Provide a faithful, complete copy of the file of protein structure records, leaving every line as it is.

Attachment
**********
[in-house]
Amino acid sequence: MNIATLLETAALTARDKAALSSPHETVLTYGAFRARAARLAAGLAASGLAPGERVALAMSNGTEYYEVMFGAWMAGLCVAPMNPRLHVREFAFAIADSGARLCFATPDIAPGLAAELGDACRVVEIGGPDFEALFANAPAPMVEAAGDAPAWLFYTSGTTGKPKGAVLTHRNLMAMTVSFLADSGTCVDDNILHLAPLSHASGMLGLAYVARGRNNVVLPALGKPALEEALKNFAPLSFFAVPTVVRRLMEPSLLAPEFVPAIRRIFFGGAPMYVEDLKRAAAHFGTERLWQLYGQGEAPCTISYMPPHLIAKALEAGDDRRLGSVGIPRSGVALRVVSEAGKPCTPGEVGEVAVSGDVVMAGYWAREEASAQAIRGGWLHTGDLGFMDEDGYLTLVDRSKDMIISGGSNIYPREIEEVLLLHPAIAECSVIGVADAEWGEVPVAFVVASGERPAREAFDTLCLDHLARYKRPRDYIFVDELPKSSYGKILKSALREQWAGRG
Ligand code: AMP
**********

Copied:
[in-house]
Amino acid sequence: MNIATLLETAALTARDKAALSSPHETVLTYGAFRARAARLAAGLAASGLAPGERVALAMSNGTEYYEVMFGAWMAGLCVAPMNPRLHVREFAFAIADSGARLCFATPDIAPGLAAELGDACRVVEIGGPDFEALFANAPAPMVEAAGDAPAWLFYTSGTTGKPKGAVLTHRNLMAMTVSFLADSGTCVDDNILHLAPLSHASGMLGLAYVARGRNNVVLPALGKPALEEALKNFAPLSFFAVPTVVRRLMEPSLLAPEFVPAIRRIFFGGAPMYVEDLKRAAAHFGTERLWQLYGQGEAPCTISYMPPHLIAKALEAGDDRRLGSVGIPRSGVALRVVSEAGKPCTPGEVGEVAVSGDVVMAGYWAREEASAQAIRGGWLHTGDLGFMDEDGYLTLVDRSKDMIISGGSNIYPREIEEVLLLHPAIAECSVIGVADAEWGEVPVAFVVASGERPAREAFDTLCLDHLARYKRPRDYIFVDELPKSSYGKILKSALREQWAGRG
Ligand code: AMP